November 11, 2018 | By Bruce R. Feldman
"Valley of the Heart," Mark Taper Forum, Los Angeles, Oct. 30 - Dec. 9, 2018
In Brief: The very soul of California – the churning multi-cultural stew that makes us the expansive, compassionate, human community that we are – is what Luis Valdez aims to celebrate in his tender new play.
Valley of the Heart is a multi-generational chronicle of two striving immigrant families, whose destinies intertwine, for better or worse, over a 60-year period, starting in 1941.
The Yamaguchis – Japanese-born parents, Ichiro and Thelma, and their two American-born children, Joe and Hana – operate a modest truck farm in Northern California. The Montaños – Cayetano, Paula, and their three kids, Ernesto, Benjamin, and Maruca – are tenant farmers there.
The Montaños and Yamaguchis share intertwining fates in "Valley of the Heart" (Photo: Craig Schwartz)
Valdez presents them as two loving, hard working households, both alike in dignity and dreams of a better future for their children, two families who rely on each other to survive and progress.
The narrative at first alternates between the Yamaguchi and Montaño homes. Valdez lays out in short order the usual conflicts between parents and children and the inevitable tensions that arise when the traditional values of the parents clash with the looser mores and desires of their Americanized kids.
Nothing too consequential here until Benjamin, now foreman of the Yamaguchi ranch, and Hana fall in love. They keep it a secret until Hana becomes pregnant just as Japanese bombs fall on Pearl Harbor. Roosevelt’s draconian internment of Japanese aliens and Japanese-American citizens soon separates both the lovers and the two families.
Hana’s pregnancy, her forced removal to a camp in Wyoming, and the heart-breaking tragedies the war inflicts on both the Yamaguchis and Montaños both deepen and strain the relationship between the lovers and two families.
As the Montaños remain in California, vowing to take good care of the business for the Yamaguchis, Benjamin is hard hit with having to choose between joining Hana at the distant camp or staying behind to ensure that the farm continues to thrive.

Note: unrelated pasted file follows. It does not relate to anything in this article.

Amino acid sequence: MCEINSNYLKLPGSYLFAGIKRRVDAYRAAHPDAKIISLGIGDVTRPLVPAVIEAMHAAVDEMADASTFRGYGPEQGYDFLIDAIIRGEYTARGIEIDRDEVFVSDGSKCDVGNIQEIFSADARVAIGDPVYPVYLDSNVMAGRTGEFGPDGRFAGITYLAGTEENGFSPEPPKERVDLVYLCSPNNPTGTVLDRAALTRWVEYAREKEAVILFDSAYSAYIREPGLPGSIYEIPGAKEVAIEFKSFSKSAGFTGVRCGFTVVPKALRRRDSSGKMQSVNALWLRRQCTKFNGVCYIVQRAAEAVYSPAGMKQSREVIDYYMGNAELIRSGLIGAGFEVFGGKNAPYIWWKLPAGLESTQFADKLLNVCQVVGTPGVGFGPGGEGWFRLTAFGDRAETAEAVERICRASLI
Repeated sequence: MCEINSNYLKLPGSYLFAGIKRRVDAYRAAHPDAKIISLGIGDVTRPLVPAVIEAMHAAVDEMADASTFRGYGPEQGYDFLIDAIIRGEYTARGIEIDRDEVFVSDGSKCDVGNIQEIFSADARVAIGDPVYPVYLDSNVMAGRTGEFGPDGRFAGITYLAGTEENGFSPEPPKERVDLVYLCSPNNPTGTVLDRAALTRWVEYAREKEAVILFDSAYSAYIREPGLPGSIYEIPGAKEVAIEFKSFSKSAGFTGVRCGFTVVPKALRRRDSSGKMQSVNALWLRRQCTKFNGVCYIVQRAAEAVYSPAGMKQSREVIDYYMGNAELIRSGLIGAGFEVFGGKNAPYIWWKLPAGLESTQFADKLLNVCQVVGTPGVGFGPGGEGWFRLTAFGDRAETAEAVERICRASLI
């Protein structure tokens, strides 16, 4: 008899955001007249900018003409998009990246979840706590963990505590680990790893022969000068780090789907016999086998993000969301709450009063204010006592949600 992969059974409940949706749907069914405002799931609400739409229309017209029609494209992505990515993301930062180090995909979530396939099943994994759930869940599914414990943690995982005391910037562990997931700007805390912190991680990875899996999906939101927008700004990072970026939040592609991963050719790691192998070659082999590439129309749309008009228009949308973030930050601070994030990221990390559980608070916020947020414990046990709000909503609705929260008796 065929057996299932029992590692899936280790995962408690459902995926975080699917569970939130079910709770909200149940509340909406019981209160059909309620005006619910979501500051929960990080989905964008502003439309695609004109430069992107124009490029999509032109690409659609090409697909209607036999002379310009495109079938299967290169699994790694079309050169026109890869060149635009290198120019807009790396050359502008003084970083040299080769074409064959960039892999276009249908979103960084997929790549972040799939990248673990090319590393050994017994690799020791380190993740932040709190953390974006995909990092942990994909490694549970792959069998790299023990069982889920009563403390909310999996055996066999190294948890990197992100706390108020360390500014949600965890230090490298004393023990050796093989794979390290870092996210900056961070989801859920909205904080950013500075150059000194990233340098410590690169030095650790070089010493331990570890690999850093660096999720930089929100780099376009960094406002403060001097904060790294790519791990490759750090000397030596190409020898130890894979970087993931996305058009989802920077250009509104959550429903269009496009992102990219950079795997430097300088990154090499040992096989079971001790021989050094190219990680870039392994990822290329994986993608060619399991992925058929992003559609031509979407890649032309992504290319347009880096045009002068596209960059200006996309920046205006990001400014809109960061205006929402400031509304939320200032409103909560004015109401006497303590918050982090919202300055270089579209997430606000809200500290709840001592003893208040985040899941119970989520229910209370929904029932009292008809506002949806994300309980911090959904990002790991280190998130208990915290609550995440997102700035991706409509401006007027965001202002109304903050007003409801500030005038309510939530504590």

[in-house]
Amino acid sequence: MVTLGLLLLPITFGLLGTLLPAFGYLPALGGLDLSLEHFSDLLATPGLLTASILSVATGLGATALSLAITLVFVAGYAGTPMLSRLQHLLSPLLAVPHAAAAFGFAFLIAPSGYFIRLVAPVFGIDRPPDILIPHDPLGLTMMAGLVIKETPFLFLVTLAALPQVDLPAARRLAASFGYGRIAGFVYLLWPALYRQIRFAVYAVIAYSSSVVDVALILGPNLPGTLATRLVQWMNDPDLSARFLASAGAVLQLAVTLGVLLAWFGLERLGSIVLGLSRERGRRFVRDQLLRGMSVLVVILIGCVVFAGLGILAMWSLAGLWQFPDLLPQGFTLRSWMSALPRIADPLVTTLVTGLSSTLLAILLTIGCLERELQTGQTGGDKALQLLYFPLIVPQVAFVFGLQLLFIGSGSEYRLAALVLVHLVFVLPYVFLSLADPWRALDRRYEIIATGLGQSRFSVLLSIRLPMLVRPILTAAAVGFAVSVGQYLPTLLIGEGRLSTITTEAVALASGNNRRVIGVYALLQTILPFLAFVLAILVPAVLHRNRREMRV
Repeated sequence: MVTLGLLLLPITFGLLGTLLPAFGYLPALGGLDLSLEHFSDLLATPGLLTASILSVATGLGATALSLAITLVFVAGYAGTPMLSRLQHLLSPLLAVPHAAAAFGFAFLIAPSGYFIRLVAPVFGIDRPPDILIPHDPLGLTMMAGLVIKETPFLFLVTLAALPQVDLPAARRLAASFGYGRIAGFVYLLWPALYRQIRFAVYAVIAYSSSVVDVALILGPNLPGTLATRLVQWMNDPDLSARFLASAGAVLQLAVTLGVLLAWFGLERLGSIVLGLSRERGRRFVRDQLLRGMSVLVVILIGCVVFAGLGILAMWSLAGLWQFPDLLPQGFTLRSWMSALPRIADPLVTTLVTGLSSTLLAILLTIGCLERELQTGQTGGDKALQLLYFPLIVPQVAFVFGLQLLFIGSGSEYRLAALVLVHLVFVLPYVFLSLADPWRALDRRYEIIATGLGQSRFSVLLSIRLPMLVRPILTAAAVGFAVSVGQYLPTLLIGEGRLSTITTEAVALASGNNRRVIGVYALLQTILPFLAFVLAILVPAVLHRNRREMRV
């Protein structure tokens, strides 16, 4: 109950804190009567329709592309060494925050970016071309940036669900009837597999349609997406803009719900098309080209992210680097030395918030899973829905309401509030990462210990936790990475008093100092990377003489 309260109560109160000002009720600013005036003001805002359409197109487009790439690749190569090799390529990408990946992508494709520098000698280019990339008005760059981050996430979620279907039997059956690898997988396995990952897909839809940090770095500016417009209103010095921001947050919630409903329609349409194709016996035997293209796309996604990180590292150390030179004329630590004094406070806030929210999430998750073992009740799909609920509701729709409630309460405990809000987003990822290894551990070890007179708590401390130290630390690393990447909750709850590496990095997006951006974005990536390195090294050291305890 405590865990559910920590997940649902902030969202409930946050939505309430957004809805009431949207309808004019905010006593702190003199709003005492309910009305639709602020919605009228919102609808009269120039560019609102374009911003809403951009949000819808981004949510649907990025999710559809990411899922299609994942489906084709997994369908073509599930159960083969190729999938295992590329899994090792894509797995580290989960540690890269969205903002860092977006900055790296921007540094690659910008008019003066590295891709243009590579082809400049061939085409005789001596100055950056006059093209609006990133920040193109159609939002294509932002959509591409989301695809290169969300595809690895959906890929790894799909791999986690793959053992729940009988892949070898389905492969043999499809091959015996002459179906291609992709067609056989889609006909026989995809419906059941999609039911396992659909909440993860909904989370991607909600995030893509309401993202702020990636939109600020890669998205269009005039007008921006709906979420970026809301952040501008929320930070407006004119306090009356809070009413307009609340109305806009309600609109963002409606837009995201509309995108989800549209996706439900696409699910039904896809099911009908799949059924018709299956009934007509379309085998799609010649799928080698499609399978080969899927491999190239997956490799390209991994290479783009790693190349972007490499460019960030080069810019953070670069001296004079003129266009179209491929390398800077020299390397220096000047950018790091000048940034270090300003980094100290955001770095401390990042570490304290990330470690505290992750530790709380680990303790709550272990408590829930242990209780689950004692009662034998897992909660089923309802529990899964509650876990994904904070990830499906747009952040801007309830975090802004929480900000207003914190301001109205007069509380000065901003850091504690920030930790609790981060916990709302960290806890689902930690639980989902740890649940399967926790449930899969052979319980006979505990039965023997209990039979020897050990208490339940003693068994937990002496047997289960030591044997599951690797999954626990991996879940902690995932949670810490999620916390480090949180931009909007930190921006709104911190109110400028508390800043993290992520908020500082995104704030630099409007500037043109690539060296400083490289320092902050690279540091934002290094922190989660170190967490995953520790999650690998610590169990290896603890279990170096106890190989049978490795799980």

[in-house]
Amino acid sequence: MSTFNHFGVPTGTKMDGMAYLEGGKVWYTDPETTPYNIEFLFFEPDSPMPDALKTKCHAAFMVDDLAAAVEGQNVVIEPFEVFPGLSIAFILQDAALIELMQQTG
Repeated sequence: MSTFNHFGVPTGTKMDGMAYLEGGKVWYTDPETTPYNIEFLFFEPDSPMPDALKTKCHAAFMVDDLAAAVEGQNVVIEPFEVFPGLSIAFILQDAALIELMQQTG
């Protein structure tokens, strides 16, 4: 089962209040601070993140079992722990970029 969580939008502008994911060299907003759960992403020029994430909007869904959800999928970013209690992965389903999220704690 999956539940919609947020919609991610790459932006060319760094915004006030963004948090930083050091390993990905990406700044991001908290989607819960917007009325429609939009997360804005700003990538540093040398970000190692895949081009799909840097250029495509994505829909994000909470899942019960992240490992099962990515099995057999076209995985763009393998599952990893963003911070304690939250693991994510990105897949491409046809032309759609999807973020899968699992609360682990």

Valdez concentrates most of the plays's action on the World War II period from 1941-1945, with flash-forward interludes at the outset and final scene set in 2001 as the old, blind Benjamin Montaño (an outstanding Lakin Valdez) recalls his story.
In Valley of the Heart, Valdez has a few other things on his mind apart from the beleaguered lovers and their struggling families. Racial animus, the appalling injustice of detaining 120,000 Japanese-Americans (about two-thirds of whom were U.S. citizens), the harsh living conditions at the government-run camps, and the meaning of patriotism and loyalty to country – these all loom large in the playwright's sights.
Daniel Valdez, Rose Portillo, Melanie Arii Mah and Lakin Valdez in Luis Valdez’s “Valley of the Heart” (Photo: Craig Schwartz)
That’s to be expected, and welcomed, from the venerable Valdez, champion of farm workers’ rights, founder of El Teatro Campesino in the 1960s, and author of the musical Zoot Suit, another uncompromising but supremely entertaining tale of prejudice, injustice, and police misconduct against Latinos in the 1940s.
Valdez, who capably directed as well as wrote this production, doesn’t hit us over the head with his message. He approaches the material in a straightforward manner, more earnest than theatrical in presenting the tragedies, conflicts, and, finally, good fortune that his characters experience. This isn’t flashy writing, but it is affecting, sincere, and gratifying – more like comforting home cooking rather than a night out at a fancy restaurant.
While essentially a drama, there’s a lot of good-natured, gentle humor throughout, especially the many references to the story’s rural Santa Clara Valley setting, once sleepy farmland and now the gentrified, bustling site of Silicon Valley. That's irony, and Cupertino, for you, Valdez tell us.
Valley of the Heart is an important work, a deeply nourishing experience to be treasured for its kind spirit and timely reminder that we’re all in this together – and that we still have a lot of work to do to make our world a better place.
The production ends on an uplifting note with the entire cast on stage, emerging from the shadows, to sing a beautiful ballad in Spanish and Japanese – a corrido of sorts, fusing Mexican and Japanese melodies and recalling the hope, humanity and glory of Valdez’s early work with El Teatro Campesino.
Far away from the land of my birth
Intense nostalgia invades my thoughts
To see myself so alone, a sad leaf in the wind
I could cry, I could die, from the emotion
"Valley of the Heart," Mark Taper Forum, 135 N. Grand Ave., Los Angeles, 213.628.2772, www.centertheatregroup.org